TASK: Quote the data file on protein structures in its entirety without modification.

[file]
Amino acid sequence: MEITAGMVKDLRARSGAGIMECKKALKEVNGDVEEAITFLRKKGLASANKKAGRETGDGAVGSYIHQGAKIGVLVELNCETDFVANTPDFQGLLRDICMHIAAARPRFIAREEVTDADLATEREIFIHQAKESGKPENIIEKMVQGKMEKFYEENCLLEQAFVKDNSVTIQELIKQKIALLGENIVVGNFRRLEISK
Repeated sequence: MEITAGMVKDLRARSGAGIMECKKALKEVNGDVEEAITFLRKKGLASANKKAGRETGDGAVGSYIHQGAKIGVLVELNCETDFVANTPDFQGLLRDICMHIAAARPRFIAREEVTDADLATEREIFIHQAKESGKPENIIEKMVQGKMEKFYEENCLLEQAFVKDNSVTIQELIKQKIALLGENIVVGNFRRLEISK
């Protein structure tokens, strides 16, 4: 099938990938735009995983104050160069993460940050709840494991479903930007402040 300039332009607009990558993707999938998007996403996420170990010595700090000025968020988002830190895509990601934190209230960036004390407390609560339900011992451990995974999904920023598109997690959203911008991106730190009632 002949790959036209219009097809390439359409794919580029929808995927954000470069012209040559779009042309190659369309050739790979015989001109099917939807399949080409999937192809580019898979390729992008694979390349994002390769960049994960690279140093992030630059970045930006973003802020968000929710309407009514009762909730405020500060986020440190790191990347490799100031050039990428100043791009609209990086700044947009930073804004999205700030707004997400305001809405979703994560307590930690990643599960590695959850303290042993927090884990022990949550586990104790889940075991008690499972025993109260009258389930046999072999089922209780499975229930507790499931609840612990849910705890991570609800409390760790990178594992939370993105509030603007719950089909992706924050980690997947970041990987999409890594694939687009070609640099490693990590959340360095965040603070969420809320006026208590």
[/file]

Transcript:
Amino acid sequence: MEITAGMVKDLRARSGAGIMECKKALKEVNGDVEEAITFLRKKGLASANKKAGRETGDGAVGSYIHQGAKIGVLVELNCETDFVANTPDFQGLLRDICMHIAAARPRFIAREEVTDADLATEREIFIHQAKESGKPENIIEKMVQGKMEKFYEENCLLEQAFVKDNSVTIQELIKQKIALLGENIVVGNFRRLEISK
Repeated sequence: MEITAGMVKDLRARSGAGIMECKKALKEVNGDVEEAITFLRKKGLASANKKAGRETGDGAVGSYIHQGAKIGVLVELNCETDFVANTPDFQGLLRDICMHIAAARPRFIAREEVTDADLATEREIFIHQAKESGKPENIIEKMVQGKMEKFYEENCLLEQAFVKDNSVTIQELIKQKIALLGENIVVGNFRRLEISK
């Protein structure tokens, strides 16, 4: 099938990938735009995983104050160069993460940050709840494991479903930007402040 300039332009607009990558993707999938998007996403996420170990010595700090000025968020988002830190895509990601934190209230960036004390407390609560339900011992451990995974999904920023598109997690959203911008991106730190009632 002949790959036209219009097809390439359409794919580029929808995927954000470069012209040559779009042309190659369309050739790979015989001109099917939807399949080409999937192809580019898979390729992008694979390349994002390769960049994960690279140093992030630059970045930006973003802020968000929710309407009514009762909730405020500060986020440190790191990347490799100031050039990428100043791009609209990086700044947009930073804004999205700030707004997400305001809405979703994560307590930690990643599960590695959850303290042993927090884990022990949550586990104790889940075991008690499972025993109260009258389930046999072999089922209780499975229930507790499931609840612990849910705890991570609800409390760790990178594992939370993105509030603007719950089909992706924050980690997947970041990987999409890594694939687009070609640099490693990590959340360095965040603070969420809320006026208590």